About that 30-Day Breach Notice Cybersecurity Legislation Proposal

In  a CIO Journal post, Rachael King discusses industry reaction to cybersecurity legislation that President Obama proposed in his January 2015 State of the Union address. Obama’s proposals include provisions enabling security data sharing, modernizing laws on cybercrime and requiring companies to notify consumers of breaches to their information within a 30 day period. I posted an immediate reaction to the breach notification idea on the Linked In Security Architecture group:

  • If the primary concern is that 30 days is too short of a time to complete an investigation, would it be okay to partially complete an investigation, report what you know in good faith, and then update the report if more facts come to light? I’m sure corporate lawyers would hate that idea. Some might prefer spending MORE time investigating and try – if at all possible – to find grounds NOT to report.
  • If the 30 day requirement becomes law, would legal concerns push companies to report every POSSIBLE incident even before their investigation was complete? With all the reporting, would organizations’ reputation damage suffered from preliminary reports be reduced as the public became desensitized? Would that be a bad thing?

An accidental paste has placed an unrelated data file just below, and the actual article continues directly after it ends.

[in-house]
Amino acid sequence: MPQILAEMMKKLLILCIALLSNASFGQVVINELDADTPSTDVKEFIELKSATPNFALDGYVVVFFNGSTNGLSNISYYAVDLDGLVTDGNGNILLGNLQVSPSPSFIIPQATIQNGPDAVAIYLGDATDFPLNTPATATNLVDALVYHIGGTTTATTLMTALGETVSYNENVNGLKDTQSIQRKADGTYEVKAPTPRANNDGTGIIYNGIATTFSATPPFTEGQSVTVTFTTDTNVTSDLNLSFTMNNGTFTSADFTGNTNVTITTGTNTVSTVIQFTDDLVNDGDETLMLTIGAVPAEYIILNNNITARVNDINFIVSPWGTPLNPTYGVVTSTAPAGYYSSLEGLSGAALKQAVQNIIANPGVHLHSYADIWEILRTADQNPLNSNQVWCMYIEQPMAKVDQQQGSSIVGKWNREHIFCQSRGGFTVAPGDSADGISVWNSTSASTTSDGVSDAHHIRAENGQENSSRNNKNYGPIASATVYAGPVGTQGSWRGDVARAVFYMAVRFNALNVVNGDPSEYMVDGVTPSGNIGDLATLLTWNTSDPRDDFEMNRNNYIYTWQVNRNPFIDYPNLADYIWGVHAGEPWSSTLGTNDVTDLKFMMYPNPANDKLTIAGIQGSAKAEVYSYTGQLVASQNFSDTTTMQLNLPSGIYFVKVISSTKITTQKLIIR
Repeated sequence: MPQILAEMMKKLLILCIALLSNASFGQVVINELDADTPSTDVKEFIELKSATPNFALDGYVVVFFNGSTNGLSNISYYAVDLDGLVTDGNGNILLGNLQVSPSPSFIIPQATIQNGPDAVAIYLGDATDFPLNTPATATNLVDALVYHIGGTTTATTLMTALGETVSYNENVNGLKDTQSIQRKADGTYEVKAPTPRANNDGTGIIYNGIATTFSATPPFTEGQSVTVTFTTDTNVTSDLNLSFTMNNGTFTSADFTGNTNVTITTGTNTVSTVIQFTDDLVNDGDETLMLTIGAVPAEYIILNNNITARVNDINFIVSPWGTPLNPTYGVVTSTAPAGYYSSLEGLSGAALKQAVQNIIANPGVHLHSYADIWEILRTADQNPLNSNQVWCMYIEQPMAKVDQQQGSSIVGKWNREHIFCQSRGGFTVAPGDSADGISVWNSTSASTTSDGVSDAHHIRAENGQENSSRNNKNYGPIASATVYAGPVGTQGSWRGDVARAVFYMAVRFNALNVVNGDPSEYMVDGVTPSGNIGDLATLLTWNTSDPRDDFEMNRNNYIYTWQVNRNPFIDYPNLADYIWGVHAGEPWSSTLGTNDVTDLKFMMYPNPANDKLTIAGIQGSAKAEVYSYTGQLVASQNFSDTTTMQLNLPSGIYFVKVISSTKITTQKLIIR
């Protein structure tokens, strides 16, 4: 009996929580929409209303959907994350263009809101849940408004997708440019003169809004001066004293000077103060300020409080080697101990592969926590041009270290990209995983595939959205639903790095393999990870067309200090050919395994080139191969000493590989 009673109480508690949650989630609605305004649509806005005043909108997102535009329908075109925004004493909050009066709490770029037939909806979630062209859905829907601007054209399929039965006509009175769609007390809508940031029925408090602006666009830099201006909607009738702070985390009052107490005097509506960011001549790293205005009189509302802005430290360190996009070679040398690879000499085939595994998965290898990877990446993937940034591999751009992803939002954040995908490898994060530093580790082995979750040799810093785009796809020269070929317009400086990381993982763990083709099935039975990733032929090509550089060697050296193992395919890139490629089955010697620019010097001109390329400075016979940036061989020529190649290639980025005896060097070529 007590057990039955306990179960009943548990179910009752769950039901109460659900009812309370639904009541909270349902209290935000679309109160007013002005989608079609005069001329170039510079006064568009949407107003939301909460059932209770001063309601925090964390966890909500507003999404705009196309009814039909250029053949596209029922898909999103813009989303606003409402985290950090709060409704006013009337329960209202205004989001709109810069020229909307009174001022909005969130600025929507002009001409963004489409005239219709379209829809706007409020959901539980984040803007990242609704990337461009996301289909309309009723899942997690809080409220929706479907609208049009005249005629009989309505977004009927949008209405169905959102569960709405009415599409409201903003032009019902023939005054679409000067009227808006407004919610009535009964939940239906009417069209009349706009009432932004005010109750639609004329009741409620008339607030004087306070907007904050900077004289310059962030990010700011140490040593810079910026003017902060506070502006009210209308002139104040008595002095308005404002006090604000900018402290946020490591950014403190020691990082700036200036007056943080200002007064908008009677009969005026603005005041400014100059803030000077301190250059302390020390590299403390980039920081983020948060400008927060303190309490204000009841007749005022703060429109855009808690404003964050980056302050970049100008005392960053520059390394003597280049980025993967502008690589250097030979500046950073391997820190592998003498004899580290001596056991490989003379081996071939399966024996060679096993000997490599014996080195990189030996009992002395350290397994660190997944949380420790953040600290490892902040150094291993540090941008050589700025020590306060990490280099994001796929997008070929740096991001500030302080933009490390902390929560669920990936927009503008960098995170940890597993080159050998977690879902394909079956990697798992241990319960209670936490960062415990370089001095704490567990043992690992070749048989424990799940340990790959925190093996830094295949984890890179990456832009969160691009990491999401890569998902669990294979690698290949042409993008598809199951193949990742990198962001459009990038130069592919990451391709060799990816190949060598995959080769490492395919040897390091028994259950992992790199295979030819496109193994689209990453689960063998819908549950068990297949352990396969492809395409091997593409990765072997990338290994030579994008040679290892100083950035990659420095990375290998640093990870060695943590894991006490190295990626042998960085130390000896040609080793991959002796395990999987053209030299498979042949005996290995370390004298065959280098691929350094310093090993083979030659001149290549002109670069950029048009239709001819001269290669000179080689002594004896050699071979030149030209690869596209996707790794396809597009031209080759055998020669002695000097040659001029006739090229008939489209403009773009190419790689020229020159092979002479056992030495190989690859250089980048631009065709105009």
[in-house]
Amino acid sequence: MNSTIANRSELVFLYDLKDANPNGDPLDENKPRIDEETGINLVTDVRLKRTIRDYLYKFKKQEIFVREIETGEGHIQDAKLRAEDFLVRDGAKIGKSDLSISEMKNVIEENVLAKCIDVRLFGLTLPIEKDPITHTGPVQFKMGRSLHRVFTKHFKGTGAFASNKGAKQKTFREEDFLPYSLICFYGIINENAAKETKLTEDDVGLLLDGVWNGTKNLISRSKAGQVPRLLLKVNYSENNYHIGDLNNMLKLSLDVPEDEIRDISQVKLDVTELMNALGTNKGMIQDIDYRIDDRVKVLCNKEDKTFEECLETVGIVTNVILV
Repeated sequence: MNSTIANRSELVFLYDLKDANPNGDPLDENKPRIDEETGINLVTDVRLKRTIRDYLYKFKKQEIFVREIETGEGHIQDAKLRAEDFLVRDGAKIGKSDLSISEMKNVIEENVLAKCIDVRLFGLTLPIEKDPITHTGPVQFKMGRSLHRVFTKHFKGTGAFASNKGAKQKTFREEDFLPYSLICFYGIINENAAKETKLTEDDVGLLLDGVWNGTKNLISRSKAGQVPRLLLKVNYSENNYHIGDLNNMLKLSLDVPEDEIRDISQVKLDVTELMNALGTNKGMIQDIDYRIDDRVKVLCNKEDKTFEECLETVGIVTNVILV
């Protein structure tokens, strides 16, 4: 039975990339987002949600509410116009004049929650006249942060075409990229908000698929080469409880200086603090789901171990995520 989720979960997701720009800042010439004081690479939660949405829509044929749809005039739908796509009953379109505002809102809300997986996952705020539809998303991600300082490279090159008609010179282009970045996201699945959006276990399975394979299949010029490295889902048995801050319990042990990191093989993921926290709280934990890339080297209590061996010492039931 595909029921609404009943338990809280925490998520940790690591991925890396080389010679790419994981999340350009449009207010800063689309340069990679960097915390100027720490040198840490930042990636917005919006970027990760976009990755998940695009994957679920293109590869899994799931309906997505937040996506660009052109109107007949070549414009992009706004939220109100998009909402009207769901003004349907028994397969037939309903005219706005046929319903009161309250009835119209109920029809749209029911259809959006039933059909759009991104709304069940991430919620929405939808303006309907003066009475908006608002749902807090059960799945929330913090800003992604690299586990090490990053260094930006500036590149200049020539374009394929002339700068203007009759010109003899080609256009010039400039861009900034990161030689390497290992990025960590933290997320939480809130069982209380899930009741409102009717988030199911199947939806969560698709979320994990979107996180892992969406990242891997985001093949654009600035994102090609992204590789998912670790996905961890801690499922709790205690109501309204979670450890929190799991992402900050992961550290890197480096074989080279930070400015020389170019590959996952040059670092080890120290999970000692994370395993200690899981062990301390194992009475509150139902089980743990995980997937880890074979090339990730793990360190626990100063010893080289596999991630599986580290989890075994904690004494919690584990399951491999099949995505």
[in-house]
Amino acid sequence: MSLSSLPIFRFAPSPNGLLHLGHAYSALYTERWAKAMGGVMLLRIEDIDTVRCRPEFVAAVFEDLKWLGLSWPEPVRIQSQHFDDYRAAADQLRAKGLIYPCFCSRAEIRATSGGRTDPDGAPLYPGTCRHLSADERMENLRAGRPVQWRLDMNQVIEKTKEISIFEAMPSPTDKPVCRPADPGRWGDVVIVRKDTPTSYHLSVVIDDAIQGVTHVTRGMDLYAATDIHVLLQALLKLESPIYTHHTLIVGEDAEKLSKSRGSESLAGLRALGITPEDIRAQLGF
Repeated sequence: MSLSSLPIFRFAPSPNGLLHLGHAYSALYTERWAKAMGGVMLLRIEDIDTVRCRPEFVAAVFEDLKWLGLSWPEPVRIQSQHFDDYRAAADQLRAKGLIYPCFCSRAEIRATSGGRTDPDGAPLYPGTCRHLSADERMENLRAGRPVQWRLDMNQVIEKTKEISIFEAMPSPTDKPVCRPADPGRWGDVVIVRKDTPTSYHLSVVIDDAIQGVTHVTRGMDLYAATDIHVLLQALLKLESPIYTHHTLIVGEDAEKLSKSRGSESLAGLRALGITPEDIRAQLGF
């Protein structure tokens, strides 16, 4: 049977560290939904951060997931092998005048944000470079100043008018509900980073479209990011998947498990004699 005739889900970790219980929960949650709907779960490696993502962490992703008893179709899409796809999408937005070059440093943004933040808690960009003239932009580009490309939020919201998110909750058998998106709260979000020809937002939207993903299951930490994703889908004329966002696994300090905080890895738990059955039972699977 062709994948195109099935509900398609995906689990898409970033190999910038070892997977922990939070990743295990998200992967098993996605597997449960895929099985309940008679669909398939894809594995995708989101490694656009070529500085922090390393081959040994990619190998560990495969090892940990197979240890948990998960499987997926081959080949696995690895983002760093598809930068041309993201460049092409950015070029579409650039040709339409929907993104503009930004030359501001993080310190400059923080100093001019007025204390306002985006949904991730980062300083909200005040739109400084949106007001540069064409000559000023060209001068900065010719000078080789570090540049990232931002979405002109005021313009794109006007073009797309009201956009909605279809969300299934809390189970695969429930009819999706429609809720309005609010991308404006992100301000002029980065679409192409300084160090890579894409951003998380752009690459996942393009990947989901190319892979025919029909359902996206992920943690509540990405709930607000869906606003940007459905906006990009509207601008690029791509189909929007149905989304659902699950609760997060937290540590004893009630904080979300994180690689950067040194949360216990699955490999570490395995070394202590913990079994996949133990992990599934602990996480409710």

Now, I’d like to work with colleagues to analyze the advantages and disadvantages of breach notification transparency to the public, and the market.

Advantages of rapid breach notifications

  • Functions as an incentive for organizations to prevent breaches, and to enhance their ability to investigate breaches
  • Transparency potentially generates a wealth of data on cyberattack techniques, defense failures and incidents. The industry can use this information to better optimize risk management and protection solutions.
  • As the public becomes desensitized by getting so much information on breaches, it may draw attention away from the drama and towards risk mitigation strategies

Disadvantages of rapid breach notifications

  • In many cases, 30 days isn’t long enough to conclude an investigation. False positives may result and unfairly hurt an organization’s reputation. Perhaps the 30 day report needs to be seen as an “initial report” with more to follow if required.
  • Effort to gather and massage data for constant breach investigations and reports may divert finite security spending from more proactive pursuits.

As usual in the political sphere, its impossible to make everyone happy. For some, 30 days is too short of a time to perform investigations, for others it is too long to wait. Others feel that private industry can figure out how to share information through the ISACs without government “help.” What do you think?

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